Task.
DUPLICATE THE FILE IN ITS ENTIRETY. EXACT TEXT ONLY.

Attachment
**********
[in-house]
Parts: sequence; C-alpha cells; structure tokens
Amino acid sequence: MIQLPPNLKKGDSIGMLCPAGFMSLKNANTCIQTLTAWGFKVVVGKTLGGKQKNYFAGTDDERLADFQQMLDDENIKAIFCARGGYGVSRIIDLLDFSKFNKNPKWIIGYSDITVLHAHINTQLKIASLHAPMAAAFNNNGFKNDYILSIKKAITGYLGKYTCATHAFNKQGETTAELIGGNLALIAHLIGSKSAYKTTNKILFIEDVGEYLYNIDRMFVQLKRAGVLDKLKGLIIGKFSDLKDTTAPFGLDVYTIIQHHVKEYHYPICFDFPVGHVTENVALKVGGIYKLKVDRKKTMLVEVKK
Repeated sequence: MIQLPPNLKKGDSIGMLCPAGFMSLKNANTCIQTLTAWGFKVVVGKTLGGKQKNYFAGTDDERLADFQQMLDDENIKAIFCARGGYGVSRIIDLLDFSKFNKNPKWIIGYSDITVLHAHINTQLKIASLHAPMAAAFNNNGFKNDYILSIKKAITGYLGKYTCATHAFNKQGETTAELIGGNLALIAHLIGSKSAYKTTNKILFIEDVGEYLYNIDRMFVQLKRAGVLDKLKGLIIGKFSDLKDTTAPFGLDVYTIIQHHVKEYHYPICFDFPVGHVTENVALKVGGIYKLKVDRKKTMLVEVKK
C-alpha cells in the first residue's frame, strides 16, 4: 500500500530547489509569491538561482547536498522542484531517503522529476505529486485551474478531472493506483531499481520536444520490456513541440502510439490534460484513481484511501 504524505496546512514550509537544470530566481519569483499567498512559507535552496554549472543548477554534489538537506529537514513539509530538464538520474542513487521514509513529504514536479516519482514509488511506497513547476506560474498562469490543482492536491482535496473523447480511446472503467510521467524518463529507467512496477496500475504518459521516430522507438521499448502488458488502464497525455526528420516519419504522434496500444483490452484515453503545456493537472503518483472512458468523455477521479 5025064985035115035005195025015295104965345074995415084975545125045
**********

[in-house]
Parts: sequence; C-alpha cells; structure tokens
Amino acid sequence: MIQLPPNLKKGDSIGMLCPAGFMSLKNANTCIQTLTAWGFKVVVGKTLGGKQKNYFAGTDDERLADFQQMLDDENIKAIFCARGGYGVSRIIDLLDFSKFNKNPKWIIGYSDITVLHAHINTQLKIASLHAPMAAAFNNNGFKNDYILSIKKAITGYLGKYTCATHAFNKQGETTAELIGGNLALIAHLIGSKSAYKTTNKILFIEDVGEYLYNIDRMFVQLKRAGVLDKLKGLIIGKFSDLKDTTAPFGLDVYTIIQHHVKEYHYPICFDFPVGHVTENVALKVGGIYKLKVDRKKTMLVEVKK
Repeated sequence: MIQLPPNLKKGDSIGMLCPAGFMSLKNANTCIQTLTAWGFKVVVGKTLGGKQKNYFAGTDDERLADFQQMLDDENIKAIFCARGGYGVSRIIDLLDFSKFNKNPKWIIGYSDITVLHAHINTQLKIASLHAPMAAAFNNNGFKNDYILSIKKAITGYLGKYTCATHAFNKQGETTAELIGGNLALIAHLIGSKSAYKTTNKILFIEDVGEYLYNIDRMFVQLKRAGVLDKLKGLIIGKFSDLKDTTAPFGLDVYTIIQHHVKEYHYPICFDFPVGHVTENVALKVGGIYKLKVDRKKTMLVEVKK
C-alpha cells in the first residue's frame, strides 16, 4: 500500500530547489509569491538561482547536498522542484531517503522529476505529486485551474478531472493506483531499481520536444520490456513541440502510439490534460484513481484511501 504524505496546512514550509537544470530566481519569483499567498512559507535552496554549472543548477554534489538537506529537514513539509530538464538520474542513487521514509513529504514536479516519482514509488511506497513547476506560474498562469490543482492536491482535496473523447480511446472503467510521467524518463529507467512496477496500475504518459521516430522507438521499448502488458488502464497525455526528420516519419504522434496500444483490452484515453503545456493537472503518483472512458468523455477521479 5025064985035115035005195025015295104965345074995415084975545125045